Although our analysis adjusted for disease status, this may serve as an imperfect surrogate for patient need for rheumatology subspecialty care. Do patients with quiescent SLE require monitoring by a rheumatologist? In a previous study examining the role of rheumatology care in patients with inactive SLE, Urowitz and colleagues found that, among patients with an SLE Disease Activity Index score of 0 over 2 consecutive visits, a substantial proportion (74%) required an intervention during a subsequent routine clinic visit (26). A majority of these interventions related to management of SLE itself, implying that ongoing monitoring of these patients may be required. The need for regular monitoring may also extend to older patients, a group that is often thought to have decreased SLE activity (27). Interestingly, many elderly subjects in our sample were classified as having severe disease largely based on therapy with major immunosuppressive medications such as azathioprine, mycophenolate mofetil, or methotrexate, all of which require regular monitoring.
In an observational study such as the LOS, some caution is required in interpreting the results. Nonrandom sampling of subjects may have led to selection bias. Although adjusting for the recruitment source of patients had no significant effect on the findings, it is likely that this cohort has increased access to care overall. In particular, members of racial/ethnic minority groups were more likely to be recruited from rheumatology practices in the years preceding eligibility for the LOS (OR 1.2, 95% CI 1.10–1.33), raising the possibility that our results may overestimate specialty utilization for these groups. Moreover, the proportion of African Americans in the LOS falls below the number expected based on the prevalence of disease in this population, suggesting that the distribution of race/ethnicity in this sample may not reflect the general population with SLE. In addition, although we attempted to adjust for disease severity using both the patient global assessment and self-reported disease manifestations and medications, these are likely imperfect surrogates for detailed clinical information, and may again lead to underestimates of utilization differences in minority participants who tend to have more severe disease.
Finally, we are unable to generalize our findings to certain population groups, such as non–English-speaking or uninsured patients. Members of minority groups who speak limited English, particularly Asian/Pacific Islanders and Hispanic/Latinos, may indeed have differential access to care that is not addressed in this study. Despite these limitations, our finding that English-speaking, insured racial/ethnic minorities have similar utilization patterns compared with whites seems consistent with recent literature; racial/ethnic disparities in health care utilization among insured populations often diminish after controlling for socioeconomic factors (28,29).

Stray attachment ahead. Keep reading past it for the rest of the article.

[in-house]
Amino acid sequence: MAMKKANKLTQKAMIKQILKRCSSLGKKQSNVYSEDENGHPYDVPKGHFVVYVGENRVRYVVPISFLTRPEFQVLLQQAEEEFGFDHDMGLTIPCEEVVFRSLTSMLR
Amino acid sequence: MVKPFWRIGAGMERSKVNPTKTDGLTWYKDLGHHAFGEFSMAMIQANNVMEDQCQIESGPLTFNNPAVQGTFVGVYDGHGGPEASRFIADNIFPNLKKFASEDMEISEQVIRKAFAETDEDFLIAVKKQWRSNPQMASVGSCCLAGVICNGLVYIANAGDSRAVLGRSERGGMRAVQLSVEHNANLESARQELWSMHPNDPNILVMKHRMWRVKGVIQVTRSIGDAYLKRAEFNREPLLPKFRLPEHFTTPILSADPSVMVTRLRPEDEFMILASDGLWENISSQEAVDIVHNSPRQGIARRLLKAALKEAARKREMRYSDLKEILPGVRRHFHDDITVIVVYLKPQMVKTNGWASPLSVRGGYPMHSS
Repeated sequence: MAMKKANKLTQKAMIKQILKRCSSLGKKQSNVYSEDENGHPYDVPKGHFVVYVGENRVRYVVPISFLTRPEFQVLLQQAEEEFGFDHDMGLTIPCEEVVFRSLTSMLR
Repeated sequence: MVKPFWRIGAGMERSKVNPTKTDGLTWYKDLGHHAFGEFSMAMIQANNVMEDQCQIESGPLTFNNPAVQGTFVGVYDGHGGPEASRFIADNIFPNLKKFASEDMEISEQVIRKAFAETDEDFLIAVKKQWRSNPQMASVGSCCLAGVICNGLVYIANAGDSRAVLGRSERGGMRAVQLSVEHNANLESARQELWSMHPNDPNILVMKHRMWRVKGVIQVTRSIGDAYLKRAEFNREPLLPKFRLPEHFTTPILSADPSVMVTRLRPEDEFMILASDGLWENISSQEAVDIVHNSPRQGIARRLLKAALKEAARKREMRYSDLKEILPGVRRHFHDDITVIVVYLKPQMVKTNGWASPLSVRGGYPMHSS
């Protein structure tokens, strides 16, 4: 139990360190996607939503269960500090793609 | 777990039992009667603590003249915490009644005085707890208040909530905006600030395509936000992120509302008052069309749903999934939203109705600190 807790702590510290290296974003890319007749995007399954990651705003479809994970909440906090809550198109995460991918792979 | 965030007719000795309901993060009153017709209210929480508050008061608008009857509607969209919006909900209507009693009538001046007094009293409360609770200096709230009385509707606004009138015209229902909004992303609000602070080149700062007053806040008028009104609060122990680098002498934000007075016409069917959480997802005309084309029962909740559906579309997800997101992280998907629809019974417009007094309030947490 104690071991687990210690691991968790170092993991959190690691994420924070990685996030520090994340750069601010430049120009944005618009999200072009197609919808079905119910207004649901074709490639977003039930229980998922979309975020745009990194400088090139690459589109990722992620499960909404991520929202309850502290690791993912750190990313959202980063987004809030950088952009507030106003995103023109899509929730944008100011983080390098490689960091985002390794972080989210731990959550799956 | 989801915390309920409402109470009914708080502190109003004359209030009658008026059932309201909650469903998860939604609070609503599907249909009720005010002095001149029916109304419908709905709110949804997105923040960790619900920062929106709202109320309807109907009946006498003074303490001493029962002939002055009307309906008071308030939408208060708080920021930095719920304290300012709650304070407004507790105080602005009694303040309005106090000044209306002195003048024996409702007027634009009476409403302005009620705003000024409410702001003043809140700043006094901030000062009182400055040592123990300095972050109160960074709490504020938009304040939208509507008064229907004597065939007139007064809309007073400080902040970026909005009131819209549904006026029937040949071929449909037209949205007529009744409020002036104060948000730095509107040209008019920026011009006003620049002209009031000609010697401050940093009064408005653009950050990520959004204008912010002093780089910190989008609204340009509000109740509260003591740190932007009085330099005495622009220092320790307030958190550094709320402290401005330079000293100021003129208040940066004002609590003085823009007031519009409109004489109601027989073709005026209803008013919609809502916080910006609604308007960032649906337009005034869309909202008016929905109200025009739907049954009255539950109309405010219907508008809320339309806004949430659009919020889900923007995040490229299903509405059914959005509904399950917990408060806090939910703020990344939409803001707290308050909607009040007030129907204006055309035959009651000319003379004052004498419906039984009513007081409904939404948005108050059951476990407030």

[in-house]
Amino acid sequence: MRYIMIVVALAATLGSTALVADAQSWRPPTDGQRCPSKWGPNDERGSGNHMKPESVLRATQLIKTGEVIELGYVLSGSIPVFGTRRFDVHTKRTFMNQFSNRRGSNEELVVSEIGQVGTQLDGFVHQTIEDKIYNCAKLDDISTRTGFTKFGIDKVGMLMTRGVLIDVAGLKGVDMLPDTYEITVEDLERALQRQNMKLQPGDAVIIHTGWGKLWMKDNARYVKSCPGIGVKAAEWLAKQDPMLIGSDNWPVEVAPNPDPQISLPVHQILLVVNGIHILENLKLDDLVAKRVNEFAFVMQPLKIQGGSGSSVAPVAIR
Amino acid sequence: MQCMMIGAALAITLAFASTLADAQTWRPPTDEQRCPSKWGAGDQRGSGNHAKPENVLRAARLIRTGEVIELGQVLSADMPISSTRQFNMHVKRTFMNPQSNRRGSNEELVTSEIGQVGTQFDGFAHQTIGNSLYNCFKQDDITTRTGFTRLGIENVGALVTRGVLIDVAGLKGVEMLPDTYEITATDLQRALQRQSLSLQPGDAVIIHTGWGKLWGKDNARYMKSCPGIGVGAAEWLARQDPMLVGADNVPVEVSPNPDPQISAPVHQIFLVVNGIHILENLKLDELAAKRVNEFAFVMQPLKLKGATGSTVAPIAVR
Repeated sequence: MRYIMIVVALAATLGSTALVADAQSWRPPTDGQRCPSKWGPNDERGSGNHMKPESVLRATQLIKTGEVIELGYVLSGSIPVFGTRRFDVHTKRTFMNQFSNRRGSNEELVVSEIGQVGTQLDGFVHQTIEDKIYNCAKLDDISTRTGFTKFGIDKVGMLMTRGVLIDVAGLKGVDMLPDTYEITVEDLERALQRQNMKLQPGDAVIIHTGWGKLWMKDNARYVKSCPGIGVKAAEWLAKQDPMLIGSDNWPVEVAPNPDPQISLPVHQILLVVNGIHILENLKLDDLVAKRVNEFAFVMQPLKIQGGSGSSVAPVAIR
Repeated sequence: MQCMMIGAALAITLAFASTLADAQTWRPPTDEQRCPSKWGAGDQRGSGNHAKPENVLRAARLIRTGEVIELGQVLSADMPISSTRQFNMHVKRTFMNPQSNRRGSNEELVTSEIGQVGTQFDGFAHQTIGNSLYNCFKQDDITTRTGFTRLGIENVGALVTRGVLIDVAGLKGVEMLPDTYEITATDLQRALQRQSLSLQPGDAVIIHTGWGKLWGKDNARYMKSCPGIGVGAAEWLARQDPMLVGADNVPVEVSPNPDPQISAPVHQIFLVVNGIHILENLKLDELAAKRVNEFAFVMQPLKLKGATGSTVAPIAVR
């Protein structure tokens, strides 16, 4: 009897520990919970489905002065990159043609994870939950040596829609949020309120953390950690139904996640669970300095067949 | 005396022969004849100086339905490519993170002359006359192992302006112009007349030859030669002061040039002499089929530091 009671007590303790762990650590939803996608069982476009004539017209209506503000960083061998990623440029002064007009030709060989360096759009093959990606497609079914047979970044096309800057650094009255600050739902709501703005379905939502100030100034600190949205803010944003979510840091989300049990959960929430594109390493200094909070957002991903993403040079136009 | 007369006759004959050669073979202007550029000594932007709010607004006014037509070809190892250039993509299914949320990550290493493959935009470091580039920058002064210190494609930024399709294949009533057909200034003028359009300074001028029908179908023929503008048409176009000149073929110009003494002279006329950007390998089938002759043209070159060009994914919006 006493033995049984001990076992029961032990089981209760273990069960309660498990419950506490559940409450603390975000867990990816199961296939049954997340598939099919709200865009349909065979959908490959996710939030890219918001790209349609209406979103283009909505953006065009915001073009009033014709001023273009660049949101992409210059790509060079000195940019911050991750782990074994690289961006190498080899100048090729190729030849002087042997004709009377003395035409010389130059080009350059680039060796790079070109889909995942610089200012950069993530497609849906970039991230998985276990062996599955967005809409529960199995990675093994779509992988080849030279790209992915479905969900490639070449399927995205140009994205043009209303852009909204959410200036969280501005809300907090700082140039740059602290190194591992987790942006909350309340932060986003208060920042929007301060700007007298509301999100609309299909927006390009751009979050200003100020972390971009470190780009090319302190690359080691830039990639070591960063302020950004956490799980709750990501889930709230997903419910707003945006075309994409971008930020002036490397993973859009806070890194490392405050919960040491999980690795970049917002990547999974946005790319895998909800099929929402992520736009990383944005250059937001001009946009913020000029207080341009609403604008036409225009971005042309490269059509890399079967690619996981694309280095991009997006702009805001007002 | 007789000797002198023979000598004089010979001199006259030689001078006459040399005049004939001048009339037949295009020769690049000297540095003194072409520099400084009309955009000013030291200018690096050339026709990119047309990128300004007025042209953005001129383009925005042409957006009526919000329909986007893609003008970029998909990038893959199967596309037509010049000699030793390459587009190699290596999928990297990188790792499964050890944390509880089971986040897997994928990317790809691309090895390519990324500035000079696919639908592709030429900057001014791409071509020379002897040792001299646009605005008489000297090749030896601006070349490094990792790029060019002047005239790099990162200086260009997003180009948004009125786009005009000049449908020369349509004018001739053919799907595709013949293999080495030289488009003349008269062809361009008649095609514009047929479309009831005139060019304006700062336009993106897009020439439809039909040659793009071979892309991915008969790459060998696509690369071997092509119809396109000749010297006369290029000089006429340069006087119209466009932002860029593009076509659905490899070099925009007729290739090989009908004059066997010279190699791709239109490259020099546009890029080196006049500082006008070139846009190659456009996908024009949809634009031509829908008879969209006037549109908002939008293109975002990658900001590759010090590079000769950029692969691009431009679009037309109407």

In conclusion, elderly, lower-income, and male subjects with SLE had decreased utilization of rheumatology physician services in our cohort, even after adjusting for sociodemographic factors, health insurance, and disease severity. Although elderly patients and those with lower incomes traditionally have access to health care through the Medicare and Medicaid programs, the presence of health insurance alone did not ensure equal utilization of care. This finding suggests that additional barriers to accessing rheumatology subspecialty care may exist in these patient populations.
Supported in part by the Rosalind Russell Medical Research Center for Arthritis, and a grant from the US Public Health Service’s National Center for Research Resources (5-M01-RR-00079). Dr. Yazdany is recipient of an American College of Rheumatology/Rheumatology Education Foundation Physician Scientist Development award. Dr. Criswell’s work was supported by grants from the NIH (K24-AR-02175 and R01-AR-44804). Dr. Yelin’s work was supported by the Arthritis Foundation’s State of California Lupus Fund, and by a grant from the Agency for Healthcare Research and Quality/National Institute of Arthritis and Musculoskeletal and Skin Diseases (1-R01-HS-013893).
AUTHOR CONTRIBUTIONSDr. Yazdany had full access to all of the data in the study and takes responsibility for the integrity of the data and the accuracy of the data analysis.
Study design. Yazdany, Zell Gillis, Katz, Criswell, Yelin.
Acquisition of data. Trupin, Criswell.
Analysis and interpretation of data. Yazdany, Zell Gillis, Trupin, Katz, Panopalis, Criswell, Yelin.
Manuscript preparation. Yazdany, Zell Gillis, Katz, Panopalis, Criswell, Yelin.
Statistical analysis. Yazdany, Trupin.